A front mount 128 is mounted to the bottom side of the barrel 116 and spaced apart from the rear mount 124 in the axial direction of the barrel. The front mount 128 defines an aperture 130 extending therethrough, as shown in FIG. 10. A hollow, cylindrical pin housing 132 is mounted on one end to the front mount 128, substantially concentric with the opening 130. The pin housing 132 defines an open free end 134. A mounting pin 136 extends through the opening 130 and projects outwardly from the front mount 128. The mounting pin 136 is fitted through a pin collar 140 and fixed relative thereto. The outer diameter of the pin collar 140 is dimensioned to slideably fit within the pin housing 132. A pin cap 142 is threadedly engaged to the free end of the pin housing 132. A mounting spring 146 is seated between the pin cap 142 and the pin collar 140. The pin collar 140 is biased by the spring 146 against the front mount 128. Thus, the free end 138 of the mounting pin 136 is spring loaded, and projects outwardly from the front mount 128 in the axial direction of the barrel 116.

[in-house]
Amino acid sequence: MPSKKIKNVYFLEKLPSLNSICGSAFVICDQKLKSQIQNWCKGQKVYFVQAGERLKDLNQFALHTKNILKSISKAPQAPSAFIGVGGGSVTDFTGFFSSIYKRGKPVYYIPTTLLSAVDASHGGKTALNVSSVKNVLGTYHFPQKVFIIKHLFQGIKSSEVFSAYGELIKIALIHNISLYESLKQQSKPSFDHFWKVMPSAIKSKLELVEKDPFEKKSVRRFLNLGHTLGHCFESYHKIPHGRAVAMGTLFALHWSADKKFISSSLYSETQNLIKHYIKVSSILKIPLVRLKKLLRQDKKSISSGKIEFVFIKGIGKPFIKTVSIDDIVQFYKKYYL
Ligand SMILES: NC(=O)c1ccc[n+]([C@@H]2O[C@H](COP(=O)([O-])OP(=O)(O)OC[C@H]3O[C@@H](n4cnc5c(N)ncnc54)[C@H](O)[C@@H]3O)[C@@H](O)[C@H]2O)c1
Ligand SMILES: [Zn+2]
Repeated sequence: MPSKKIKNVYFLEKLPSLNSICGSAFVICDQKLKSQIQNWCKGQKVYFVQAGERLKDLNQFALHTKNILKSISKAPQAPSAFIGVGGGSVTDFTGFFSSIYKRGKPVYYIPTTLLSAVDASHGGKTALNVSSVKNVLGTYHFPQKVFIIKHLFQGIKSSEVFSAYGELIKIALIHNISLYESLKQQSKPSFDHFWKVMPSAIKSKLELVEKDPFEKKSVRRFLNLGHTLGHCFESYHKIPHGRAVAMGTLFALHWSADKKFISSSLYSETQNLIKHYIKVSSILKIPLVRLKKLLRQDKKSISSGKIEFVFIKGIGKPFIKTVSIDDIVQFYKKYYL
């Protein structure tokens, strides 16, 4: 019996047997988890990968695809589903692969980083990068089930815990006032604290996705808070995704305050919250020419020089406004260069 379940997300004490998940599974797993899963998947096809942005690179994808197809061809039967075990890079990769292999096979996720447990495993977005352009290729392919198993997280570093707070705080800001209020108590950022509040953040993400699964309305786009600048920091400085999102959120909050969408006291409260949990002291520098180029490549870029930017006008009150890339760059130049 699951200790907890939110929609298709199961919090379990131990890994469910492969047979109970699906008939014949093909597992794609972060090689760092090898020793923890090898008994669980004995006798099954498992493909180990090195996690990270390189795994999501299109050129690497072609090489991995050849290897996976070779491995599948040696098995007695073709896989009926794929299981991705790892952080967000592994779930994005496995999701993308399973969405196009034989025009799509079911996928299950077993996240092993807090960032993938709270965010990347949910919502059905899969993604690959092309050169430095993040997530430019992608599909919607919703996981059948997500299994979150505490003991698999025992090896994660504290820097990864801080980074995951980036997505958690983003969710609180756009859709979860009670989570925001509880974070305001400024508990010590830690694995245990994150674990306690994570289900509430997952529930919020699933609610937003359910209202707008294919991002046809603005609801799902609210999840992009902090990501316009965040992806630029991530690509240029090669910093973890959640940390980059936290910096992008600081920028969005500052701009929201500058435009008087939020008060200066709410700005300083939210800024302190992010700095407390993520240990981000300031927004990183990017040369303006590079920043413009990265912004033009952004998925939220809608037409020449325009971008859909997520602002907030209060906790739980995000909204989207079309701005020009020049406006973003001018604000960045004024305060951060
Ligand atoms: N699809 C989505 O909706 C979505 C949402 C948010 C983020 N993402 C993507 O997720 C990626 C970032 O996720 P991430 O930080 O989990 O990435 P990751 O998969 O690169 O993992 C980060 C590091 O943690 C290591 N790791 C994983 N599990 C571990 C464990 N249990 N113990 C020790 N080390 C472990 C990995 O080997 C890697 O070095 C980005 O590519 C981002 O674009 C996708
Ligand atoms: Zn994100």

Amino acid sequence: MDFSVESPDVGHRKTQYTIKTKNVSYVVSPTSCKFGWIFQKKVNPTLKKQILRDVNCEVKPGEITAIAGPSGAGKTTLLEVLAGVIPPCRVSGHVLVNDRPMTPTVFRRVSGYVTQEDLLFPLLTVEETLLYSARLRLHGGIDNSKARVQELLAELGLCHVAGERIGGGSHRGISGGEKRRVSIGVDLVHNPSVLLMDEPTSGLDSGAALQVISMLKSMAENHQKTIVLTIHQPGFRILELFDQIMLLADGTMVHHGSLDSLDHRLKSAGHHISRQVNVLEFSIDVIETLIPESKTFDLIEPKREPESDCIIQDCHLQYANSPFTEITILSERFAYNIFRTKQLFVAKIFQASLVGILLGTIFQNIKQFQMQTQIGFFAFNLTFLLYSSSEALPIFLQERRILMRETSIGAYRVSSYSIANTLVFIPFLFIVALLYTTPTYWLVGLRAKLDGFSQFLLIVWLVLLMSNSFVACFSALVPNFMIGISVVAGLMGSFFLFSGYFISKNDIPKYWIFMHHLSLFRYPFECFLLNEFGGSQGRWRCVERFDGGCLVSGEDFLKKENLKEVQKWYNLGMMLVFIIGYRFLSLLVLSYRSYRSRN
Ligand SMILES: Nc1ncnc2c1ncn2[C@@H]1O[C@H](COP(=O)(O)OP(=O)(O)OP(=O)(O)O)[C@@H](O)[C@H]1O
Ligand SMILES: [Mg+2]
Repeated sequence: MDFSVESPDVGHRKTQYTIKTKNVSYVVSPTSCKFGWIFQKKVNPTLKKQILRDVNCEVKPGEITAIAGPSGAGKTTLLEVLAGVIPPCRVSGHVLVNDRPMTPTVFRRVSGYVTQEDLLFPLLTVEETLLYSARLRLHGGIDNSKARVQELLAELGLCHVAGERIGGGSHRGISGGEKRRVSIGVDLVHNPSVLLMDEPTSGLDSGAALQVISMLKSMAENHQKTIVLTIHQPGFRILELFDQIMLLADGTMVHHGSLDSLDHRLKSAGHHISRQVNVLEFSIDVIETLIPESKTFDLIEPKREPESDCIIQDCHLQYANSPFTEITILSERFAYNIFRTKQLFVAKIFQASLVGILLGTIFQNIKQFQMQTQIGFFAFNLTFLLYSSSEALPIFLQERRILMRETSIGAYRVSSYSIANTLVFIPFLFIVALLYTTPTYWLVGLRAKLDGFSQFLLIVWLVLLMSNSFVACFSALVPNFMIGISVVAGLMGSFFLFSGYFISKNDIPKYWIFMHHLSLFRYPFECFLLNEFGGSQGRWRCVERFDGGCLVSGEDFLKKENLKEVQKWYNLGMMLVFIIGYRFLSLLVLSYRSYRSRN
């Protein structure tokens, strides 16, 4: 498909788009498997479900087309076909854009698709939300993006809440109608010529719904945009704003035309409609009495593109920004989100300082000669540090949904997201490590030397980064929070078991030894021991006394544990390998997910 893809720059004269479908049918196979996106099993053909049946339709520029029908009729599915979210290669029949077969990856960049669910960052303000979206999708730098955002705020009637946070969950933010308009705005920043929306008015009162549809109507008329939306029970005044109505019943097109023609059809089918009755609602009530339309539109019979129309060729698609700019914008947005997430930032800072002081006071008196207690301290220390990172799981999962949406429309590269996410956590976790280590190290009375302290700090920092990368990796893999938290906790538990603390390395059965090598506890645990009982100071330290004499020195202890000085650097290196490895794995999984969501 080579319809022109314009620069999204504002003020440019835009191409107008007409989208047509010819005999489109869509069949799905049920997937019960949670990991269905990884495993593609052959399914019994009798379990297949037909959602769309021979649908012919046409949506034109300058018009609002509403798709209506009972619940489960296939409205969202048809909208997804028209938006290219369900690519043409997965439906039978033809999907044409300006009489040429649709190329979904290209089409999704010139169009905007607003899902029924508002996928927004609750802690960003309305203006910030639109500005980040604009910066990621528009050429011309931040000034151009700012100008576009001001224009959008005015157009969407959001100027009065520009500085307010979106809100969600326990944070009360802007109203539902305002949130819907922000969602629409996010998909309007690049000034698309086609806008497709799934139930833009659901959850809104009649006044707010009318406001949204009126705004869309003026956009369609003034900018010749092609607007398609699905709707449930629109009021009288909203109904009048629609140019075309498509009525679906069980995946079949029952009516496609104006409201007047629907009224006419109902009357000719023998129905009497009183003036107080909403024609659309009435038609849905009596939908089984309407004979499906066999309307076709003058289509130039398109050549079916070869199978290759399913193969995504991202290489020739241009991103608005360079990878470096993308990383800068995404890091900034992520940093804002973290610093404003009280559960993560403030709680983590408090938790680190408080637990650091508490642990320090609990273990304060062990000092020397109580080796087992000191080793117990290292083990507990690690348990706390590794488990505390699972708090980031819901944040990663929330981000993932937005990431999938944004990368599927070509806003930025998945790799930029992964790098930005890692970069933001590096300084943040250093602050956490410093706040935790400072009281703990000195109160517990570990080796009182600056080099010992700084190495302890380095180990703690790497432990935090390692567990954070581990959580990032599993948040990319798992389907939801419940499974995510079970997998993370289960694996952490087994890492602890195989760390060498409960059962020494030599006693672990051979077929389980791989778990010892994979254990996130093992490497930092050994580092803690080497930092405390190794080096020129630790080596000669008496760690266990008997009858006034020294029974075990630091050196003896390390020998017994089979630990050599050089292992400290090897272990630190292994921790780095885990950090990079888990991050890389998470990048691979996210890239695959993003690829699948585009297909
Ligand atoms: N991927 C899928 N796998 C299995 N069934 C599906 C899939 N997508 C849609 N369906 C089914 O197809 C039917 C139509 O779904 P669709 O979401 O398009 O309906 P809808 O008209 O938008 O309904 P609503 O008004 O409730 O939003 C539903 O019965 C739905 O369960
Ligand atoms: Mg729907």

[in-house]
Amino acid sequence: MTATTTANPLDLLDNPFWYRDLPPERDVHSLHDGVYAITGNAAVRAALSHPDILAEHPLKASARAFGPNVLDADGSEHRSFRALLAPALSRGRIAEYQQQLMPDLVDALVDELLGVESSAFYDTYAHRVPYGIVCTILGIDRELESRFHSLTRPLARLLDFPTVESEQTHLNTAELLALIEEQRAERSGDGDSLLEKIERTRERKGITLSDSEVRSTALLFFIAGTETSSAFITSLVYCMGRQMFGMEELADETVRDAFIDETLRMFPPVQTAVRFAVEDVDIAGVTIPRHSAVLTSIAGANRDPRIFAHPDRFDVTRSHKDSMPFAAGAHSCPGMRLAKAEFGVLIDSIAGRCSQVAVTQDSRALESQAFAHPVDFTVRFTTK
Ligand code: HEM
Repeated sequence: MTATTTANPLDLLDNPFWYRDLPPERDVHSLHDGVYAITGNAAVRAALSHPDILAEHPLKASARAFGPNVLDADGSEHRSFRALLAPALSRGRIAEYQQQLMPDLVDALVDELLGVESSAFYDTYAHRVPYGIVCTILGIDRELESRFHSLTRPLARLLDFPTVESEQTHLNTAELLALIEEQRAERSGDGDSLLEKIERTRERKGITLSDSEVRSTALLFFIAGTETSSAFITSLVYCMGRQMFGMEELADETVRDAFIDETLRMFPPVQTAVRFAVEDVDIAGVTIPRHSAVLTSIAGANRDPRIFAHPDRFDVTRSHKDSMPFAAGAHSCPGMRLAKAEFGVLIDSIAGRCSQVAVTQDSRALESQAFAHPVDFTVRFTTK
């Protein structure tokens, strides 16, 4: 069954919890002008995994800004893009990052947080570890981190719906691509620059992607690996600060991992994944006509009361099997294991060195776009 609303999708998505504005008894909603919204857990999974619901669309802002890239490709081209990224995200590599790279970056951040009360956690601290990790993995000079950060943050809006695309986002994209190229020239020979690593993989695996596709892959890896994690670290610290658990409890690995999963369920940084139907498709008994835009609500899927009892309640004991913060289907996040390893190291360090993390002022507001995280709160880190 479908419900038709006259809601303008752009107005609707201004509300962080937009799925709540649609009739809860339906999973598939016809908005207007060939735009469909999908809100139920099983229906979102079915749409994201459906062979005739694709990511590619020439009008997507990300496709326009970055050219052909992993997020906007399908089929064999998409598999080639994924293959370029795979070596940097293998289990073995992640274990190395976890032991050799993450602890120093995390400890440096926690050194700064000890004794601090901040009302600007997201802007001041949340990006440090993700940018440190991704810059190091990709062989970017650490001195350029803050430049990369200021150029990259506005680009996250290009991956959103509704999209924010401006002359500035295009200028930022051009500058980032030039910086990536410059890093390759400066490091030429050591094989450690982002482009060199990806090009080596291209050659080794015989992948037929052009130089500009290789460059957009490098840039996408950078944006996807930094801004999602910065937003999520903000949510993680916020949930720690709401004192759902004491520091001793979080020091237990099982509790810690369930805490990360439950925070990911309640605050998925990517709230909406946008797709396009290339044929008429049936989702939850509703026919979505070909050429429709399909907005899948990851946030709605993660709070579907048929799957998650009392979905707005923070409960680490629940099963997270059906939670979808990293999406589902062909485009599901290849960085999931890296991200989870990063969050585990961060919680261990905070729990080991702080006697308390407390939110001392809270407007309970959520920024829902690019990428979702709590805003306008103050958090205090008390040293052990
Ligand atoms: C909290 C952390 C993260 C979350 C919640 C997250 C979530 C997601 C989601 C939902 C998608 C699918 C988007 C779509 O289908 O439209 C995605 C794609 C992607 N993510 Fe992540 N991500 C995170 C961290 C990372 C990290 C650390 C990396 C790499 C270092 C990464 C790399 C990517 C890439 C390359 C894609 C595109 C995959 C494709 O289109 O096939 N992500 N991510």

The shotgun 110 further comprises a forearm assembly, indicated generally as 148. The forearm assembly 148 is slideably mounted to the barrel 116, and comprises a top plate 150 and a bottom plate 152. The top plate 150 defines an elevated middle portion 154, having a substantially radial contour, and two flat side portions 156 extending outwardly from either side thereof. The top plate 154 further defines two forearm portions 158, each extending downwardly from a respective side portion 156, in a plane substantially perpendicular to the plane of the respective side portion.

The bottom plate 152 is substantially the mirror image of the top plate 150, and thus defines an elevated portion 160, having a substantially radial contour, as shown in FIG. 9. Two flat side portions 162 are located on either side of the elevated portion 160. And two forearm portions 164 each extend downwardly from a respective side portion 162, in a plane substantially perpendicular thereto.

As shown in FIG. 9, the top plate 154 is superimposed on the bottom plate 152, so that the elevated portions 154 and 160 define a circular opening 163 extending therethrough. The opening 163 is dimensioned to receive the barrel 116, as shown in FIGS. 8. The top plate 150 and bottom plate 152 are held together by fasteners, shown typically as 166.